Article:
If You Want to Be Successful, Focus on Less

Do you realize how much crap we focus on that’s virtually meaningless in our lives?  Of course you do, you’re reading this!  Just kidding.  Seriously though.  How much of a difference in your life is that tweet really going to make?  How big a consequence is it going to be if you don’t hit the “like” button on your friends’ Facebook post?  Is it really going to kill you if you don’t respond to that email within the next 10 minutes?  And does it really matter in the grand scheme of things if you didn’t catch the latest episode of whatever show you’re consuming right now?  Obviously the answer is no and yet the majority of us spend inordinate amounts of time on all of these things.  But why?

Fear of Boredom or not being busy

For whatever reason (I’ll argue at the advent of social media and smartphones), it was implanted in our brains that without being busy our lives would have no purpose or God forbid be meaningless.  It’s almost as if not doing something every single minute of the day makes you lazy or even worse, worthless.  If you’re not in the office then you’re of no use to the company.  If you’re not on social media, then you’re missing out on the latest news, trends, or whatever gossip you need to be paying attention to.  If you’re not doing something every single minute of every single day then you’re not maximizing your place in this world.   That couldn’t be further from the truth.

People become successful from doing a few things well

In reality, to have a life that’s meaningful it’s pretty much the opposite of focusing on all things at once to appear busy.  It’s actually focusing on a few things that will have a profound effect on your life that counts.  Ever hear of the 80/20 rule?  20% of of things we do usually account for 80% of our success.  Think about it in your own life.  If you’re really great at a few things, those few things usually account for most of the success in your life.  It doesn’t mean that other things in your life don’t make you well rounded or have more interesting things to talk about.  But when it comes to your overall “who you are and why you are successful” the ancillary things in your life usually have very little to do with the bigger picture.  If that’s the case then what can you do about it?  How can you knock off all the extra baggage in your life that’s not doing you any favors?  Ask yourself this question at any given moment in the day:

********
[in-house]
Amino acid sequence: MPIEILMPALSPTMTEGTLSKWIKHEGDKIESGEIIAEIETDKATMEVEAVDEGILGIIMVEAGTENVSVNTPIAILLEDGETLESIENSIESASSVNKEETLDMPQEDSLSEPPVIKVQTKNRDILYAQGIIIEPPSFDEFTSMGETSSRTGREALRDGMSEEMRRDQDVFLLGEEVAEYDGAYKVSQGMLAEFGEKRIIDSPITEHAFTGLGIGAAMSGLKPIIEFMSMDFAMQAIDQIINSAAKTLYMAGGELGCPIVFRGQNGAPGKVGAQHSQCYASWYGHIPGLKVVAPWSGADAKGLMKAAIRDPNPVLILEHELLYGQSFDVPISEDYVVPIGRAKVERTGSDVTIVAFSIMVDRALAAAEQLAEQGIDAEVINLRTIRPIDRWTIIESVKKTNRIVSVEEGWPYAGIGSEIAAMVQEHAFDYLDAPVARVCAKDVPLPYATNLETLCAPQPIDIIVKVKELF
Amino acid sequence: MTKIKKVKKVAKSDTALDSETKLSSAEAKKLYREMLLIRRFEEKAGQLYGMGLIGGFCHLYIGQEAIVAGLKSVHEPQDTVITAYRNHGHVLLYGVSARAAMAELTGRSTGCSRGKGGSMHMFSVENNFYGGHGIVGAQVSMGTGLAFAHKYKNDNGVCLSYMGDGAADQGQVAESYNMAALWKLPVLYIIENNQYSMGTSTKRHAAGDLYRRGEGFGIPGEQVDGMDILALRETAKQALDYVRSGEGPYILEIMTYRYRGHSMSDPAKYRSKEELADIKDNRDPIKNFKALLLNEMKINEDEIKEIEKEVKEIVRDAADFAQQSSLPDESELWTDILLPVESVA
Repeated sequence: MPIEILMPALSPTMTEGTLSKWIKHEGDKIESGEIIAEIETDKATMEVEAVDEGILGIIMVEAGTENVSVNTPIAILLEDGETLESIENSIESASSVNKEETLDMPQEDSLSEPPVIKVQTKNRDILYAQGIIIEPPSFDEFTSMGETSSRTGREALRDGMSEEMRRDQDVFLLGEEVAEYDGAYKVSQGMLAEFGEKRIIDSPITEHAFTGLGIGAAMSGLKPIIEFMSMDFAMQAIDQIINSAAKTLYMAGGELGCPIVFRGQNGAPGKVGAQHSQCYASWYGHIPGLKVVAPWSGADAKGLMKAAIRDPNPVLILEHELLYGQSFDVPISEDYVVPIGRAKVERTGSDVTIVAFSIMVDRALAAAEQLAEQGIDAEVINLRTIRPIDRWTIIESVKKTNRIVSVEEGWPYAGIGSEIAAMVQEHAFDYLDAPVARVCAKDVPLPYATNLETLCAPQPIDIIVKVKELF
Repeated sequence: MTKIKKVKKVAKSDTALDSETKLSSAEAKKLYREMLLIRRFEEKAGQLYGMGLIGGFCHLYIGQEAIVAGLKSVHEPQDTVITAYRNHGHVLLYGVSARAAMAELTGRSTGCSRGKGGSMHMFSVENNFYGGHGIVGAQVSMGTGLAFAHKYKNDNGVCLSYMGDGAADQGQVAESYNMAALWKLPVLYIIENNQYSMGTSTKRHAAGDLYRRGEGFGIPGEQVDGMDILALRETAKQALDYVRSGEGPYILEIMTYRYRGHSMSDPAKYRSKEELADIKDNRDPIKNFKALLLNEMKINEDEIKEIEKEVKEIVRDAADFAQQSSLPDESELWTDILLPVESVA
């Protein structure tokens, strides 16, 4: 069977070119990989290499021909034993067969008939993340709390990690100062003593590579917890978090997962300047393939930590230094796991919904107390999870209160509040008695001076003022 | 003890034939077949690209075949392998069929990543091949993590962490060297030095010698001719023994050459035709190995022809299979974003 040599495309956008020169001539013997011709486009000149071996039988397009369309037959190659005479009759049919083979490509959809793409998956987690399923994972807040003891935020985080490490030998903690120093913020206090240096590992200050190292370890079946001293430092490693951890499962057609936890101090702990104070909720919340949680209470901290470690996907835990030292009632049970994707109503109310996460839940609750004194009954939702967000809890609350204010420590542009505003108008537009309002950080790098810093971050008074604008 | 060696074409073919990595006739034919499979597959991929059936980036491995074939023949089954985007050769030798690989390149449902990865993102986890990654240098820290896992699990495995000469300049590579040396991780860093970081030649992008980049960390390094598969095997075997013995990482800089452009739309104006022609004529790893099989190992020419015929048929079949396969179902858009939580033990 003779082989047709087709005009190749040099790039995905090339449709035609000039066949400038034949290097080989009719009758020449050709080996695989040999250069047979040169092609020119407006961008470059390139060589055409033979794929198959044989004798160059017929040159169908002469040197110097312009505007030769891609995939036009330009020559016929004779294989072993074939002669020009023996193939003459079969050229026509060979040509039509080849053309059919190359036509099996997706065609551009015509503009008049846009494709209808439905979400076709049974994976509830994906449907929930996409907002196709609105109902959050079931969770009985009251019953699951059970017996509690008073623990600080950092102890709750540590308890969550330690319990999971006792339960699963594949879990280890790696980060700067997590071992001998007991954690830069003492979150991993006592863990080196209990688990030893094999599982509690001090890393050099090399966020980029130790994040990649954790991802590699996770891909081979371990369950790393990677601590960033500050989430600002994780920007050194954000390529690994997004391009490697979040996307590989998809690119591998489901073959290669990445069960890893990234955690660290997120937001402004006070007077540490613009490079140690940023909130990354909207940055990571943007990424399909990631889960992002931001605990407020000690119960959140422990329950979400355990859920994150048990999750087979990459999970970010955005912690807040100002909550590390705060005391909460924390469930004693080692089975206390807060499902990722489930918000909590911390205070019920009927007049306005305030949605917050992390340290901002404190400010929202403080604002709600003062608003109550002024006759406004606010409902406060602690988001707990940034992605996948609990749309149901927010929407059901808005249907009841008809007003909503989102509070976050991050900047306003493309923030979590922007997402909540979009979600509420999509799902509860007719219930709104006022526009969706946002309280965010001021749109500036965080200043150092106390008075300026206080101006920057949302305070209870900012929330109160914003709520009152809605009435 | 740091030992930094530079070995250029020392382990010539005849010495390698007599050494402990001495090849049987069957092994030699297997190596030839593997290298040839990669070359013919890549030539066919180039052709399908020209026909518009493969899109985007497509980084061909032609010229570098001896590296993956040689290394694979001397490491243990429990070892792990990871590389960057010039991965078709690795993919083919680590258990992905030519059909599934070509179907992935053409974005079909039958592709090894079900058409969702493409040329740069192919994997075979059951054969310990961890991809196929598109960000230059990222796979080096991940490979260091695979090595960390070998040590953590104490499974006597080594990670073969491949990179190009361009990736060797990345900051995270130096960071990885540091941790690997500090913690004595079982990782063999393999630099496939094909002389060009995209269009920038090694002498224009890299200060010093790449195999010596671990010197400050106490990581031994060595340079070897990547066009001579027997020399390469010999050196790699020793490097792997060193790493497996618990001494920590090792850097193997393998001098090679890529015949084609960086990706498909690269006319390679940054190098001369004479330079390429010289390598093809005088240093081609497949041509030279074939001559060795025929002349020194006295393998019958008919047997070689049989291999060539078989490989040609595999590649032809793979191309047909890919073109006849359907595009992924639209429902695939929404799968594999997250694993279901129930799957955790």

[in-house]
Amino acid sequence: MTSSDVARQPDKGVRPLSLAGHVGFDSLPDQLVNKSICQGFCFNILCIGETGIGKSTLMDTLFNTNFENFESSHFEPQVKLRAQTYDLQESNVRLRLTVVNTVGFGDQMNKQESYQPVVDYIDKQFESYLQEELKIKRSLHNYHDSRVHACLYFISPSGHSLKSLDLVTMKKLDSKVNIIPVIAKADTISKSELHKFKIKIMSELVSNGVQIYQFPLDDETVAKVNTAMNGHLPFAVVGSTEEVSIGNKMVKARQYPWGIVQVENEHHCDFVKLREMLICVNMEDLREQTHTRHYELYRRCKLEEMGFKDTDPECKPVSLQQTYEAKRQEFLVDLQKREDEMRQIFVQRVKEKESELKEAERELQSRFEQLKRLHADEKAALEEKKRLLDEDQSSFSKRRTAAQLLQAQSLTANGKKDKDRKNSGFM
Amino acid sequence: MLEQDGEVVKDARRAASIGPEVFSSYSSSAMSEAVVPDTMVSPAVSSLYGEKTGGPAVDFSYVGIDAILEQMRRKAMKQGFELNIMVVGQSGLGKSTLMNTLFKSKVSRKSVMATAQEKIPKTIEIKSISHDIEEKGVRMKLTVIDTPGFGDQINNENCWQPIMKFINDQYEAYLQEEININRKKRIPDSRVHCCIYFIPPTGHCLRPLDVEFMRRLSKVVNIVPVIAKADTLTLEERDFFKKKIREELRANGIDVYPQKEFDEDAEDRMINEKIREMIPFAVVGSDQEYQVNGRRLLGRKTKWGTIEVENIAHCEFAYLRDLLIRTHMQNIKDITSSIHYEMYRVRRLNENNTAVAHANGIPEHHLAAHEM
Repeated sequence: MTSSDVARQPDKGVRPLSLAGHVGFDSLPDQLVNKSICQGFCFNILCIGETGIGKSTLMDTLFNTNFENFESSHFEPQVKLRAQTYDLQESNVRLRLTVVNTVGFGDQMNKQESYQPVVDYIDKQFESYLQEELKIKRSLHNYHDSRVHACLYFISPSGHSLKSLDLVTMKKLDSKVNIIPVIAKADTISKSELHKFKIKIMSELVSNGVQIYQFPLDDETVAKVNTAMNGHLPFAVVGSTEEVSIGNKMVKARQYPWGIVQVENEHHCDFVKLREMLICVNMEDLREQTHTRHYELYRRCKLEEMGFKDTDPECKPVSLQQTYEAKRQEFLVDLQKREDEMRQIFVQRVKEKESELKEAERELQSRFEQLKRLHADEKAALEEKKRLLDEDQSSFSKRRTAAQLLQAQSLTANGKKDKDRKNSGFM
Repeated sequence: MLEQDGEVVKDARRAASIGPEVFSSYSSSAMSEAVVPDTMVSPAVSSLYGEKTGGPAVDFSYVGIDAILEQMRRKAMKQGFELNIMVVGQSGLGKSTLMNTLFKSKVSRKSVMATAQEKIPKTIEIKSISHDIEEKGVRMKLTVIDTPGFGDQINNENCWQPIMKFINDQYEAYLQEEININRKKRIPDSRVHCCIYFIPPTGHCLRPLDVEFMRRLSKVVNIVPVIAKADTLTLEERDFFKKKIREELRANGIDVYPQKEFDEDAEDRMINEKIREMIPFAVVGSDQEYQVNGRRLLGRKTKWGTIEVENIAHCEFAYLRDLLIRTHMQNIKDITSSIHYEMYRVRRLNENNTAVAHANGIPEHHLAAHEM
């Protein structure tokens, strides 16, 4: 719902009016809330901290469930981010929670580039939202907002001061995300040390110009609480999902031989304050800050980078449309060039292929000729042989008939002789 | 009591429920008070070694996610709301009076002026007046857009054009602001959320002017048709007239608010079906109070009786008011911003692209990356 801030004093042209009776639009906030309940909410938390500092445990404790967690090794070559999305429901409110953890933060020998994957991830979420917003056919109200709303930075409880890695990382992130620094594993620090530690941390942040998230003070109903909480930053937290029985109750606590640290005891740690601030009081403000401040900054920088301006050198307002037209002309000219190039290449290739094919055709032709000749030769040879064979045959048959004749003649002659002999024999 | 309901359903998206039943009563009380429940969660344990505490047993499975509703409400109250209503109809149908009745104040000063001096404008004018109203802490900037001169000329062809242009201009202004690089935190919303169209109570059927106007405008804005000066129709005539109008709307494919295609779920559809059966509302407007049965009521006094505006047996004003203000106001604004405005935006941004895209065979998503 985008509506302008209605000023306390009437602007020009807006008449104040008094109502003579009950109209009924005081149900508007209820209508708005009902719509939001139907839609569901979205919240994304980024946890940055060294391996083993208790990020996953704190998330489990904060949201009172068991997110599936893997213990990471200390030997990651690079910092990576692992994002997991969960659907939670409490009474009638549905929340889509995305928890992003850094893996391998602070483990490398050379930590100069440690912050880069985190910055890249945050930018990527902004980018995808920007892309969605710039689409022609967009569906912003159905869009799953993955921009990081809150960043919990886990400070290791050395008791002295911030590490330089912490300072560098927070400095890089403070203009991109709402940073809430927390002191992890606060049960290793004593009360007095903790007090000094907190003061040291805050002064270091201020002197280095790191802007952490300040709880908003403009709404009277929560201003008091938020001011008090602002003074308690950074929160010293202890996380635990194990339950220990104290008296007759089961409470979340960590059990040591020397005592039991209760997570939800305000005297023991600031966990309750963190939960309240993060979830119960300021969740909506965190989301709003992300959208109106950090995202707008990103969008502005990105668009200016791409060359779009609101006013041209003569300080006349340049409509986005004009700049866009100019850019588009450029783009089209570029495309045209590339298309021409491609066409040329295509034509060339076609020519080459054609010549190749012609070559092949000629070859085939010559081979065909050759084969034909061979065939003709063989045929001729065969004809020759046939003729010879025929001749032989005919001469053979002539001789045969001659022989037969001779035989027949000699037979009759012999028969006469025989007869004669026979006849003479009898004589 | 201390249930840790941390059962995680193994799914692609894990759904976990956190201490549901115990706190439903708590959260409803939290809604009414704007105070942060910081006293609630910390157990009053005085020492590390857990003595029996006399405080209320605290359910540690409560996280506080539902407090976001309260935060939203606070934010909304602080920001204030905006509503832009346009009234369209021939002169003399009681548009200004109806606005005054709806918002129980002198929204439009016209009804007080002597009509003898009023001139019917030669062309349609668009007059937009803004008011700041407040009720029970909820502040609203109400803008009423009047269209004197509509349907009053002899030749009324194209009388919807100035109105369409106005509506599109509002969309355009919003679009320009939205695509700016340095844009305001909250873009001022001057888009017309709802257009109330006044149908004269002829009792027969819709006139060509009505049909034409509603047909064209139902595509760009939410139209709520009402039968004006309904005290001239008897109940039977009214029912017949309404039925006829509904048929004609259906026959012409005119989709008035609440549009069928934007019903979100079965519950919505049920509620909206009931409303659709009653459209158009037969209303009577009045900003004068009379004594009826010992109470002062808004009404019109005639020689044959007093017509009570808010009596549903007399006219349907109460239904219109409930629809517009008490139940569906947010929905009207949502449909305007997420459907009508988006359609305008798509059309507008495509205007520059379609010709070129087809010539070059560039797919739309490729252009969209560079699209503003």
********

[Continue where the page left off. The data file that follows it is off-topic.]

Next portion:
If this isn’t useful, do I need to be doing it this second?

The next time you are on Facebook perhaps you should be asking yourself, “what purpose is this serving me with regards to meaningful things in my life?” You very well might have a bullshit excuse answer.  You might be saying “well, it’s entertaining.”  Movies are entertaining but are they really important in the grand scheme of your life?  Of course not.   The next time you put up a post of yourself eating a sandwich on Instagram, ask yourself “what purpose is this serving me?”  You might answer “it’s helping me with my following.”  Yes but what does that following help you with?

Before you get all huffy let me at least acknowledge that there are some people’s Instagram accounts that are the lifeblood of their businesses.  Some people make a living on Facebook.  To those people I’m not telling them not to post on Instagram or be on Facebook.  Like I said, you need to ask yourselves “do I need to be doing it this second?”  For most of us, social media and entertainment isn’t incredibly meaningful in the grand scheme of our lives.

There’s a time and place for meaningless things

I’m also not saying you shouldn’t be entertained.  I’m not saying that you shouldn’t just shut your brain down for a while and be amused every now and then.  But I am saying that the 80/20 rule definitely applies here.  If you’re spending 80% of your time on 80% of things that won’t advance you in a meaningful way, you’re never going to advance in that meaningful way.  There’s a time and place for watching a movie but those things need only come after you’re focusing on the things that matter.  And as I said, those things that matter can usually be whittled down to a few things.

What matters to me?

In my own life, there are a few things that are extremely important to me: Family and friends, my health, and my career.   That’s where the bulk of my time is spent.  The majority of the things I do in my day are connected to my long term goals of having a better family, being healthy, and advancing my career.  Everything else?  That’s just stuff to fill in the blanks.  Like I said, there’s nothing wrong with any of it, but it’s not a primary focus of my day.

What matters to you?  And are you making those things your primary focus?

P.S. if you really want to get into this subject I suggest reading Cal Newport’s Deep Work.  Great book.

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